Thus, we must give willingly and not simply because we are forced to do so.

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What happens when we give willingly?

As a result, what happened brethren? Let’s go back to Exodus 36:3:

“So they continued bringing to him freewill offerings every morning.”

It was a voluntary offering. They were not forced by God or Moses. And when do they give the offering? Every morning.

I think we can again obtain a very important lesson here.

They give their offering in the beginning of the day, showing how important it is for them to give the offering to God.

They didn’t wait until afternoon or evening, where they might find a lot of excuses not to give anymore.

They make it a point to give, first things first.

Now, offerings do not only mean that you give money. You can also offer thanksgiving and praises to our Heavenly Father before you start your day.

Because of the right attitude of the people, we read what happened next in verse 4-5:

“Then all the craftsmen who were doing all the work of the sanctuary came, each from the work he was doing, and they spoke to Moses, saying, “The people bring much more than enough for the service of the work which Yahweh commanded us to do.”

Why the people are giving so much?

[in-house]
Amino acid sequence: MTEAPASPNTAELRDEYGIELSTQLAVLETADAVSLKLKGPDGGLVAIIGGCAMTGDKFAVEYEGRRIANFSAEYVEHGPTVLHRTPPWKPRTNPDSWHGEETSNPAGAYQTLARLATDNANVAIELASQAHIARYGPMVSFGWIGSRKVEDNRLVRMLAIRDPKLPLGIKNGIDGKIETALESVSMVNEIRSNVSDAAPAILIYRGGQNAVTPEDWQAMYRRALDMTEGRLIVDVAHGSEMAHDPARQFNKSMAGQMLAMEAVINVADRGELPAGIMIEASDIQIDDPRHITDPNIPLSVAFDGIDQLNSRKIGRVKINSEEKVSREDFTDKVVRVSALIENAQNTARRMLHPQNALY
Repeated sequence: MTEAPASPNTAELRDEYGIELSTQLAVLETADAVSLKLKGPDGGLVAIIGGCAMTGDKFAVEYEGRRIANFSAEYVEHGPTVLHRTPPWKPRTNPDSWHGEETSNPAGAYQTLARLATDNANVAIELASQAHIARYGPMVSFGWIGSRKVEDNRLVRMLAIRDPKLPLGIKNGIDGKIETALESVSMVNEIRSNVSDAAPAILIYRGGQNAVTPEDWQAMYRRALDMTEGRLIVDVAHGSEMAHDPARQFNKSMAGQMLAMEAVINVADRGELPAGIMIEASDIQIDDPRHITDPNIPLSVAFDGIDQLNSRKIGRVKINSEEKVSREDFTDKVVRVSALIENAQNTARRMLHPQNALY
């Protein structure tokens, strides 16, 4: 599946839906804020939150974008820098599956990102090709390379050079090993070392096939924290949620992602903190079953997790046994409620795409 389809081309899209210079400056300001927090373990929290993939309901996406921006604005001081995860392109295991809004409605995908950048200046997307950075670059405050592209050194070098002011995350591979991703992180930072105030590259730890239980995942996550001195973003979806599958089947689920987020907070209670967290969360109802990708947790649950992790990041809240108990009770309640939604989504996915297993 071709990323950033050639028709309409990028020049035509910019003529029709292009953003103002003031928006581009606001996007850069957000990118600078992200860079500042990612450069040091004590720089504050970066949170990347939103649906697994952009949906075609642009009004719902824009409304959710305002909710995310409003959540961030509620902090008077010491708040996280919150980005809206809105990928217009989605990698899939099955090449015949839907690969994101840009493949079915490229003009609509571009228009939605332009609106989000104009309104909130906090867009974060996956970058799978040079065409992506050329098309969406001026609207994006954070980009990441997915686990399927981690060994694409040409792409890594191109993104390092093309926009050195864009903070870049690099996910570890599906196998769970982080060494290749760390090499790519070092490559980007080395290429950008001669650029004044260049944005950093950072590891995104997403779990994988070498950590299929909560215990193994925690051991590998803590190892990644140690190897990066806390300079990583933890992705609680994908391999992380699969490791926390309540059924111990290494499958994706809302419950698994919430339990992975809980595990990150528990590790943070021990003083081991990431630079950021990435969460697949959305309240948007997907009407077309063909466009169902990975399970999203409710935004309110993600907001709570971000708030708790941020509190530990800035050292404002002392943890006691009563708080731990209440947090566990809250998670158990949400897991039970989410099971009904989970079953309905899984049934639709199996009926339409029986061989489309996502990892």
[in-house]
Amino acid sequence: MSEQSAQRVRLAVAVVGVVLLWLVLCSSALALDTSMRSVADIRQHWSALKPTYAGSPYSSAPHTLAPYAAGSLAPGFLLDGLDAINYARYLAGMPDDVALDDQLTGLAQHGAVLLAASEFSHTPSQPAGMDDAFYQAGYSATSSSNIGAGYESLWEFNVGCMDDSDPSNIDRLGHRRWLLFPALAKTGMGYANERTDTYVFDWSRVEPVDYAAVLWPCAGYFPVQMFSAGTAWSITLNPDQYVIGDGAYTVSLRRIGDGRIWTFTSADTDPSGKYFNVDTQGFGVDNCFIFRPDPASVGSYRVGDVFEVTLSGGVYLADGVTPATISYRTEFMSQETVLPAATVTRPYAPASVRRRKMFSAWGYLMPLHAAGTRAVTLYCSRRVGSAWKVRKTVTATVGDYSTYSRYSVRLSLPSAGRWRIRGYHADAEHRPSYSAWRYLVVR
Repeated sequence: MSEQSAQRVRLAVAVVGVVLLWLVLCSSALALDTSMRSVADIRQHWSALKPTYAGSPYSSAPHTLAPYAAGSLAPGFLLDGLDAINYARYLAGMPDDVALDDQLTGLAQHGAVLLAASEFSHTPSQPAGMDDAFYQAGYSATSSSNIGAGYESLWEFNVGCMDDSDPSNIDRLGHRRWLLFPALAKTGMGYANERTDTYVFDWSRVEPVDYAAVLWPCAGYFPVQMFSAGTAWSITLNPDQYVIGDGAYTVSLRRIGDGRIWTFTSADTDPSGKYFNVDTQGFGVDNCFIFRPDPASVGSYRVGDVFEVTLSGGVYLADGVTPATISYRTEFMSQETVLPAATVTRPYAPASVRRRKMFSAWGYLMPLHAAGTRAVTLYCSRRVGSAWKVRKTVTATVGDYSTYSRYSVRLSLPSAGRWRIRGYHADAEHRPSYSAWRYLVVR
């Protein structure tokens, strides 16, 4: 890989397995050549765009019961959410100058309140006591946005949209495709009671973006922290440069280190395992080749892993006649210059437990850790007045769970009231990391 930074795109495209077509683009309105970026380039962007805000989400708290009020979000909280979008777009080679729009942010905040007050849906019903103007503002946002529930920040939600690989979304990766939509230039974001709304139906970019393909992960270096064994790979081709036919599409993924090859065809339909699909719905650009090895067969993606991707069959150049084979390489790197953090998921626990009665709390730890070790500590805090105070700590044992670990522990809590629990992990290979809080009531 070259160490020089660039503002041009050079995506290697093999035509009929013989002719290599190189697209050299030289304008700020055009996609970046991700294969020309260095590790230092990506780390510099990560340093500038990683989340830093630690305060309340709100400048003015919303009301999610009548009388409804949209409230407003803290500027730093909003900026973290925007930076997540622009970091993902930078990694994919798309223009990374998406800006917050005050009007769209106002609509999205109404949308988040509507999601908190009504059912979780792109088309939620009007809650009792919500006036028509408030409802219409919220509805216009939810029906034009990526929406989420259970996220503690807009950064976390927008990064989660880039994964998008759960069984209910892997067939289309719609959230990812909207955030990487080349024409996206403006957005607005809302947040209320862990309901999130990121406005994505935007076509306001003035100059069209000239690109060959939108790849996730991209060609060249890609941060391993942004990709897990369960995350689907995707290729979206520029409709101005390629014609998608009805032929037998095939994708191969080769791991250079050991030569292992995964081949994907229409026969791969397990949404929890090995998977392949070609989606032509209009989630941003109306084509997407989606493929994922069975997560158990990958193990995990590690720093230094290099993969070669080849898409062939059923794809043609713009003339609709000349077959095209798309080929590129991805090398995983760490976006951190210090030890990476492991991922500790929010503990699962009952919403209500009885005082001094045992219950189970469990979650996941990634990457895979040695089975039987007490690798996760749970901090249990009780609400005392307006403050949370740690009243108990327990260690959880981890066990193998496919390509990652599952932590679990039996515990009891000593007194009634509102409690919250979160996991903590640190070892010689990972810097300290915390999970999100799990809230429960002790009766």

With this in mind, you might ask, “What have caused the overflowing generosity of the Israelites?”

Personally, I believe it is because of the outpouring mercy and goodness of God toward them.

If you turn back a few chapters, you will read the golden calf incident. It was the time when God was ready to destroy the whole nation of Israel, but because of His mercy toward this stiff-necked people, they were spared and only a portion of the people were destroyed.

For the Israelites, giving their offering is a way to thank God for sparing their lives and giving them the chance to continue on.

They were so thankful to God that they were moved to offer a lot of their possessions.

In the same way, we should also be stirred up in generosity because of God’s goodness and mercy.

After all, if it wasn’t for God’s mercy, all of us have long perished. The gift of life that until now we still have should move us to giving and outpouring generosity to God.

Responsible use of God’s resources

In verse 6, we read:

“So Moses gave a commandment, and they caused it to be proclaimed throughout the camp, saying, “Let neither man nor woman do any more work for the offering of the sanctuary.”

It is worth noting brethren the integrity of the craftsmen and Moses in this regard.